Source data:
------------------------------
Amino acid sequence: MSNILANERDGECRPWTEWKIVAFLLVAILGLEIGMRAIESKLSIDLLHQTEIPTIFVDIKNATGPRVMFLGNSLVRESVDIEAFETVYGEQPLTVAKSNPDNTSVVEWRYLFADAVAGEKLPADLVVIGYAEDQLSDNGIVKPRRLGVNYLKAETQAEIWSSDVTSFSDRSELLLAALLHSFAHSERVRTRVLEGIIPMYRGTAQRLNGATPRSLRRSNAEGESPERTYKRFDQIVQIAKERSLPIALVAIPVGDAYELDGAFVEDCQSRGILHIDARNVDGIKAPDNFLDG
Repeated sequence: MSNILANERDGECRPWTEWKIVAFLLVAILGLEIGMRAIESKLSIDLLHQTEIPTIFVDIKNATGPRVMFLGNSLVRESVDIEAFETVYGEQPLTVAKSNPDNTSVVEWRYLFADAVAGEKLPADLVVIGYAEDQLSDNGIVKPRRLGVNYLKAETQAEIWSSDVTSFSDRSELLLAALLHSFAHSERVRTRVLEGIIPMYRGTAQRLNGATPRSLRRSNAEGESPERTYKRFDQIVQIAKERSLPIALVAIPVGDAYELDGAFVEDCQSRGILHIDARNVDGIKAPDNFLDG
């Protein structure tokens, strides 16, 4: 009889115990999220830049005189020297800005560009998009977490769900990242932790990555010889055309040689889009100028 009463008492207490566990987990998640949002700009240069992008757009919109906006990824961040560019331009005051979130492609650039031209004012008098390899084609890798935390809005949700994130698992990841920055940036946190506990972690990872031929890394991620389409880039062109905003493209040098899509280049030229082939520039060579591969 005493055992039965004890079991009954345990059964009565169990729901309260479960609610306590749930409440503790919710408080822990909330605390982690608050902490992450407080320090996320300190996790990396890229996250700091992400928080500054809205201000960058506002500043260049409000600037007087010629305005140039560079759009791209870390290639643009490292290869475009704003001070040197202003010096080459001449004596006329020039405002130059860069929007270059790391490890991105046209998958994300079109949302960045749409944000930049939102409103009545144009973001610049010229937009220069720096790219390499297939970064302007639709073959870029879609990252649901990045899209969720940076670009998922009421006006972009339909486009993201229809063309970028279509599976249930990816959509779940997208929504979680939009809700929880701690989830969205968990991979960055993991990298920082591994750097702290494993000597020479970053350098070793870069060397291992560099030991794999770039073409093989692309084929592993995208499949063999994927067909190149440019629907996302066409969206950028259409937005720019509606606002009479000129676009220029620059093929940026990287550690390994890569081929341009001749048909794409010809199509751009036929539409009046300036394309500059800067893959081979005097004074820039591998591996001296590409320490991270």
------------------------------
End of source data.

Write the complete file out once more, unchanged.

Amino acid sequence: MSNILANERDGECRPWTEWKIVAFLLVAILGLEIGMRAIESKLSIDLLHQTEIPTIFVDIKNATGPRVMFLGNSLVRESVDIEAFETVYGEQPLTVAKSNPDNTSVVEWRYLFADAVAGEKLPADLVVIGYAEDQLSDNGIVKPRRLGVNYLKAETQAEIWSSDVTSFSDRSELLLAALLHSFAHSERVRTRVLEGIIPMYRGTAQRLNGATPRSLRRSNAEGESPERTYKRFDQIVQIAKERSLPIALVAIPVGDAYELDGAFVEDCQSRGILHIDARNVDGIKAPDNFLDG
Repeated sequence: MSNILANERDGECRPWTEWKIVAFLLVAILGLEIGMRAIESKLSIDLLHQTEIPTIFVDIKNATGPRVMFLGNSLVRESVDIEAFETVYGEQPLTVAKSNPDNTSVVEWRYLFADAVAGEKLPADLVVIGYAEDQLSDNGIVKPRRLGVNYLKAETQAEIWSSDVTSFSDRSELLLAALLHSFAHSERVRTRVLEGIIPMYRGTAQRLNGATPRSLRRSNAEGESPERTYKRFDQIVQIAKERSLPIALVAIPVGDAYELDGAFVEDCQSRGILHIDARNVDGIKAPDNFLDG
């Protein structure tokens, strides 16, 4: 009889115990999220830049005189020297800005560009998009977490769900990242932790990555010889055309040689889009100028 009463008492207490566990987990998640949002700009240069992008757009919109906006990824961040560019331009005051979130492609650039031209004012008098390899084609890798935390809005949700994130698992990841920055940036946190506990972690990872031929890394991620389409880039062109905003493209040098899509280049030229082939520039060579591969 005493055992039965004890079991009954345990059964009565169990729901309260479960609610306590749930409440503790919710408080822990909330605390982690608050902490992450407080320090996320300190996790990396890229996250700091992400928080500054809205201000960058506002500043260049409000600037007087010629305005140039560079759009791209870390290639643009490292290869475009704003001070040197202003010096080459001449004596006329020039405002130059860069929007270059790391490890991105046209998958994300079109949302960045749409944000930049939102409103009545144009973001610049010229937009220069720096790219390499297939970064302007639709073959870029879609990252649901990045899209969720940076670009998922009421006006972009339909486009993201229809063309970028279509599976249930990816959509779940997208929504979680939009809700929880701690989830969205968990991979960055993991990298920082591994750097702290494993000597020479970053350098070793870069060397291992560099030991794999770039073409093989692309084929592993995208499949063999994927067909190149440019629907996302066409969206950028259409937005720019509606606002009479000129676009220029620059093929940026990287550690390994890569081929341009001749048909794409010809199509751009036929539409009046300036394309500059800067893959081979005097004074820039591998591996001296590409320490991270």